One Year After Trump’s Election, Who Are We?
Who Are We?
Most American Jews awakened on Nov. 9, 2016, in a profound state of shock, fury, fear, bewilderment and disillusionment. That is not a partisan statement. It is a political fact.
Donald Trump was passionately opposed by most American Jews. Trump’s administration finds even fewer supporters among them.
What happened a year ago was unlike any other dramatic transfer of power in Washington in recent history. “The election of Trump has exacerbated every tension and fault line that existed in America — political, cultural, racial, economic, psychological — and has done similarly in American Jewish life,” says Rabbi Irwin Kula, president of the National Jewish Center for Learning and Leadership.
Trump’s ascendancy accelerated trends that were already challenging the dominant narrative of the contemporary American Jewish experience. Jews can no longer think of themselves as a safe, secure model minority — not with the bursting forth of antiSemitism from the right, which, unlike the anti-Semitism masquerading as anti-Zionism on the left, has been sanctioned by Trump himself.
No longer can Jews rely on the automatic protection of civic institutions like Congress, the judiciary and the media to hold government and powerful economic interests accountable — not when the president and his acolytes are systematically trying to undermine democratic norms and values, and respect for the rule of law.
No longer can Jews count on a civil public discourse. Not with the president dragging the country into the gutter in 140 characters or less.
To compound the challenge, these assaults on the civic status quo are occurring when many legacy communal institutions are struggling to survive, when a growing number of American Jews are becoming unaffiliated with organized religion and when there’s an increasing disengagement from Israel.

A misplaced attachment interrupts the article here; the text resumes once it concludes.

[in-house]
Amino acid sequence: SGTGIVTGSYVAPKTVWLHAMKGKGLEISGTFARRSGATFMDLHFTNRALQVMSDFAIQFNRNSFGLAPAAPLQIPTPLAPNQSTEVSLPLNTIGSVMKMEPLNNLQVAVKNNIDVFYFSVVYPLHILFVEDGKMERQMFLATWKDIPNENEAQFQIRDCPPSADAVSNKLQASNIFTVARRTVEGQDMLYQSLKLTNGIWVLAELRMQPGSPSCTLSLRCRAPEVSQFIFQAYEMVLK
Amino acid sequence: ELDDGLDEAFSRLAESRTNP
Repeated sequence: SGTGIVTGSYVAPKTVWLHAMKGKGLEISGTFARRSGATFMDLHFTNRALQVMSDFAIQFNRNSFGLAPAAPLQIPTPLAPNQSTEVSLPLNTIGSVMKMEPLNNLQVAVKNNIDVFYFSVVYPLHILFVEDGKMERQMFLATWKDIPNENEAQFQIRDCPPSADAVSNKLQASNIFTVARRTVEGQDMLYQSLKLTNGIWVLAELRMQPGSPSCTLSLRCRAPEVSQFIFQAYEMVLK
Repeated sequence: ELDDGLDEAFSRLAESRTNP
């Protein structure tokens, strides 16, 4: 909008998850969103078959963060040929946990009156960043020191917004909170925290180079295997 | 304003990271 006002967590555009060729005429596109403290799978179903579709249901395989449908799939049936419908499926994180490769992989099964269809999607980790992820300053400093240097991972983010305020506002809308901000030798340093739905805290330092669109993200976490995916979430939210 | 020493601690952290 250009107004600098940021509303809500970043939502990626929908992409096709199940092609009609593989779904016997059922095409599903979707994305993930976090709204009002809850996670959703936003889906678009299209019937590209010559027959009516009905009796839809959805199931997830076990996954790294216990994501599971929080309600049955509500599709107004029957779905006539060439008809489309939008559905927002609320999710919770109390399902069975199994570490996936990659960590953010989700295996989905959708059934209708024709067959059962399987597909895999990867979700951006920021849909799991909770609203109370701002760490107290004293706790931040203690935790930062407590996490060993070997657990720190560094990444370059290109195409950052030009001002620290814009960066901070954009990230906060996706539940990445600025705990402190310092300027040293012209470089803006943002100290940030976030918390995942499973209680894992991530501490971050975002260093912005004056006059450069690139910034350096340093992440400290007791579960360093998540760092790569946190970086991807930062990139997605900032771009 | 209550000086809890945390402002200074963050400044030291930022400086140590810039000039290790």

But this is also a moment alive with opportunity. As Kula notes, “At the same time that there is this increased polarization and fracture, just like in the American body politic, there is in the Jewish body politic increased political activism, civic engagement, grassroots activity, community organizing, and religious and cultural creativity.”
In the seeds of all that’s gone wrong in the last year is the chance to make some bold, new choices. As Rabbi Sharon Brous told her IKAR community in Los Angeles on Rosh Hashanah, “It is precisely in our moments of greatest danger that we must affirm exactly who we are.”
So a year after Trump’s cataclysmic election, who are we and who should we be?
To begin with, who is this “we”? Do the majority of American Jews who profoundly disagree with Trump try to build bridges and understand the minority of American Jews on the other side — especially since some of them hold substantial political power and still retain a fair amount of control over communal spending?
Rabbi Shai Held, one of the founders and presidents of Mechon Hadar, isn’t sure. “I think the Trump fault line is more complex than right versus left,” he tells me. “It’s Jews on the left and in the center, and many Jews on the right as well, who understand that Trump is entirely unfit for office, that he lacks even a modicum of intellectual curiosity, moral probity or emotional maturity. More, he holds many of America’s most sacred institutions, like an independent judiciary and a free press, in utter disdain.”
“I think people of conscience need to be much more focused on protecting American values and institutions than on outreach to the Jewish Trump camp.”
Personally, I struggle with this. I believe in dialogue and mutual respect. When on Rosh Hashanah my rabbi told the congregation that we don’t necessarily have to like other Jews, but we must strive to love them, that resonated with me. It’s important for Blue State Jews to understand Red State Jews, and vice versa. It’s important that all of us question our assumptions and conclusions.
But I appreciate Held’s finer point: The fault lines in our community and in our country run dangerously deep. These distinctions go well beyond differences over the best policy on immi-